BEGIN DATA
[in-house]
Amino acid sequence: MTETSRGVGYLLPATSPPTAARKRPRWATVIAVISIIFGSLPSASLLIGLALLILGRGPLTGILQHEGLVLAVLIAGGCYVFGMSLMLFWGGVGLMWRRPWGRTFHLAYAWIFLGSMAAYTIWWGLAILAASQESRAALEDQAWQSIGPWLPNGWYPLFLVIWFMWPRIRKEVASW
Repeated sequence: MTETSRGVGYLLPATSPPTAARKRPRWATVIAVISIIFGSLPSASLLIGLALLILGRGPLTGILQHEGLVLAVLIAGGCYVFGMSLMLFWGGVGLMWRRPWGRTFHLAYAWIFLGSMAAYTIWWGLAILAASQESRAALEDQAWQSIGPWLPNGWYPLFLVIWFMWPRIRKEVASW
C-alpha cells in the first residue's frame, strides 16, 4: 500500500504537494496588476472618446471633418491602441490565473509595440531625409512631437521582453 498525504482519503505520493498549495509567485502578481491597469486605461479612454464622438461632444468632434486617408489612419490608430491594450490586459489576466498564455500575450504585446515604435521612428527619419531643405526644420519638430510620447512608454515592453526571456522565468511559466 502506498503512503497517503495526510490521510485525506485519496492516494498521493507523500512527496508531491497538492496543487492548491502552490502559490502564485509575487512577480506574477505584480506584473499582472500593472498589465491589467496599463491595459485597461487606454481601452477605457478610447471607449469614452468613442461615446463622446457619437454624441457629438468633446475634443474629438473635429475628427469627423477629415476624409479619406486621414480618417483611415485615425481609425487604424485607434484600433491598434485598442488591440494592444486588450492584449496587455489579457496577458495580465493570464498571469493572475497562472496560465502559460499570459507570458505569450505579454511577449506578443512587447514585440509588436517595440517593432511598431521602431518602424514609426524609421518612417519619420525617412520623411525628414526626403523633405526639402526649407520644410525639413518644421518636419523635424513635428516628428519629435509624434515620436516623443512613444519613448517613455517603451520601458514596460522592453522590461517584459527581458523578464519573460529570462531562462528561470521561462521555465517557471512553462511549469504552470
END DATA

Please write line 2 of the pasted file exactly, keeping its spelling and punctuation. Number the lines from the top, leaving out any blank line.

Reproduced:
Amino acid sequence: MTETSRGVGYLLPATSPPTAARKRPRWATVIAVISIIFGSLPSASLLIGLALLILGRGPLTGILQHEGLVLAVLIAGGCYVFGMSLMLFWGGVGLMWRRPWGRTFHLAYAWIFLGSMAAYTIWWGLAILAASQESRAALEDQAWQSIGPWLPNGWYPLFLVIWFMWPRIRKEVASW